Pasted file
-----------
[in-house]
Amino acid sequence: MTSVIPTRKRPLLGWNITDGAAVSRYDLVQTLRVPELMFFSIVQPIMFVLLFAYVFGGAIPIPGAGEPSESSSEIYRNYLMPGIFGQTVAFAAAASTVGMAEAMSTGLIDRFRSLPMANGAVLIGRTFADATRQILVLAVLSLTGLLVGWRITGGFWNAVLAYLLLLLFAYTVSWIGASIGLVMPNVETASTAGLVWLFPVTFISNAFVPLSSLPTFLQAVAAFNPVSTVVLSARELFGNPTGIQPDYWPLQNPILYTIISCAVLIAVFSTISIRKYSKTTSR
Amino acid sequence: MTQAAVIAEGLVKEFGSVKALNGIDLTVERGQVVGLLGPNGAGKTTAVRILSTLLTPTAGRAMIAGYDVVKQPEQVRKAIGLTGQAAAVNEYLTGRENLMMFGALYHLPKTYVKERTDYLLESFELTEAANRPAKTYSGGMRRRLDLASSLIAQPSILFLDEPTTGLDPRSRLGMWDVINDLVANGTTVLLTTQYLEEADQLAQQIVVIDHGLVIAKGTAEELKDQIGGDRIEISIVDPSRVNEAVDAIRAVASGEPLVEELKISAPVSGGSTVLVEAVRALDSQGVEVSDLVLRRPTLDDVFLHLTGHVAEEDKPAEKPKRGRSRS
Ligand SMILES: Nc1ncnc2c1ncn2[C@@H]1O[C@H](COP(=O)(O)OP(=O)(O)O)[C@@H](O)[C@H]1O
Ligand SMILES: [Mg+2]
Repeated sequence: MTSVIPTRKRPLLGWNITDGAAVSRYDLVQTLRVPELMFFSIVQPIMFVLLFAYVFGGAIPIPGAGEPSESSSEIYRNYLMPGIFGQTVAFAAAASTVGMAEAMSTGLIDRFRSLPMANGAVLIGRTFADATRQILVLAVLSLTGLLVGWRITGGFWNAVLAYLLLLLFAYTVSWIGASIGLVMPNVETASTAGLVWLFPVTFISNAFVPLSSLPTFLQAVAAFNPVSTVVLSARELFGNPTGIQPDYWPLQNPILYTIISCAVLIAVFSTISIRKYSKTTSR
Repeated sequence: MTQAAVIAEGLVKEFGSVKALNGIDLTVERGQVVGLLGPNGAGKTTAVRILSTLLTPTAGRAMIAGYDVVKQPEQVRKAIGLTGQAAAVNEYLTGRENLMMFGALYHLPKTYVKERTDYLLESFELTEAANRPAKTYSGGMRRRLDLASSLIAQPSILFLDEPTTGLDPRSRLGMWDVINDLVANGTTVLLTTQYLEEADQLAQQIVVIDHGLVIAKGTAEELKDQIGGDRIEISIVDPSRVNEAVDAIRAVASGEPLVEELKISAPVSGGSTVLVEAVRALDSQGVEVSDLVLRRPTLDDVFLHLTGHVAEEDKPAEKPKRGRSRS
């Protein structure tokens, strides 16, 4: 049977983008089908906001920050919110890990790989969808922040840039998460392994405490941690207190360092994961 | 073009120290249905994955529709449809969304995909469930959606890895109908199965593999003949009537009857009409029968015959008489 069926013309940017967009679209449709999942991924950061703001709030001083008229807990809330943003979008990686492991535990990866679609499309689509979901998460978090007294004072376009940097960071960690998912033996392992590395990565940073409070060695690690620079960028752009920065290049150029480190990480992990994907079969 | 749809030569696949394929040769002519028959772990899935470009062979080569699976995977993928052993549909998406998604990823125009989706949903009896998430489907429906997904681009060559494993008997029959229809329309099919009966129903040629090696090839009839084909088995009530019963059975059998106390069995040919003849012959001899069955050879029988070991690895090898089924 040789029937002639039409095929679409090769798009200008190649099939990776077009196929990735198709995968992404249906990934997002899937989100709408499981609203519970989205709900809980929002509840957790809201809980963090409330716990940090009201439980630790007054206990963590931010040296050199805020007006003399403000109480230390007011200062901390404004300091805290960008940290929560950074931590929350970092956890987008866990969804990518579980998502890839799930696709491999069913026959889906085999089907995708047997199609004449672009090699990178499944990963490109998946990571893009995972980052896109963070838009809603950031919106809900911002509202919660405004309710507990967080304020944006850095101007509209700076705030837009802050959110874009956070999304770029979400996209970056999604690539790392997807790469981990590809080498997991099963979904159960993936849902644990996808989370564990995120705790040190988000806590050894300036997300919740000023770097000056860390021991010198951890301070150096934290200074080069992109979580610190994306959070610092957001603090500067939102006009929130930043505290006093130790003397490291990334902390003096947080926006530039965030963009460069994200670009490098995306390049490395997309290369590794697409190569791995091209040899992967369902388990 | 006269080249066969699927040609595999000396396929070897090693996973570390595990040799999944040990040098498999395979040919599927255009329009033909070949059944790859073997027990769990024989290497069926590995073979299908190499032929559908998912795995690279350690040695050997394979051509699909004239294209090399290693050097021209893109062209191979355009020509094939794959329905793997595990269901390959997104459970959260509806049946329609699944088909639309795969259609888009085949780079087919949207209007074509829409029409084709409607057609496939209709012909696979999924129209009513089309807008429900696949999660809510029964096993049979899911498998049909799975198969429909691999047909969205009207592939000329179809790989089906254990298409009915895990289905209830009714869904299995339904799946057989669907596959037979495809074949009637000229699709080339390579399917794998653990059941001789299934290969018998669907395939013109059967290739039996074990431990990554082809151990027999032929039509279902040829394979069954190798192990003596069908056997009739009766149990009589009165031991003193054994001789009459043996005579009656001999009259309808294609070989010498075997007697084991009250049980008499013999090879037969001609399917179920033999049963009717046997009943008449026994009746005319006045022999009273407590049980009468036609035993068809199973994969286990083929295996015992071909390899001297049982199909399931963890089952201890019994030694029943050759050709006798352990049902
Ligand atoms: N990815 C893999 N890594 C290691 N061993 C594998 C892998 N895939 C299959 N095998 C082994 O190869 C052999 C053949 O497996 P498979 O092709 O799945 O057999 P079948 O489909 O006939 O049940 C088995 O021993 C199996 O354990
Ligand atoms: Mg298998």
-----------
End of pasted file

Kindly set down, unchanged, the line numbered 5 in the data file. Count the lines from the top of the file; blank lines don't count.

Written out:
Ligand SMILES: [Mg+2]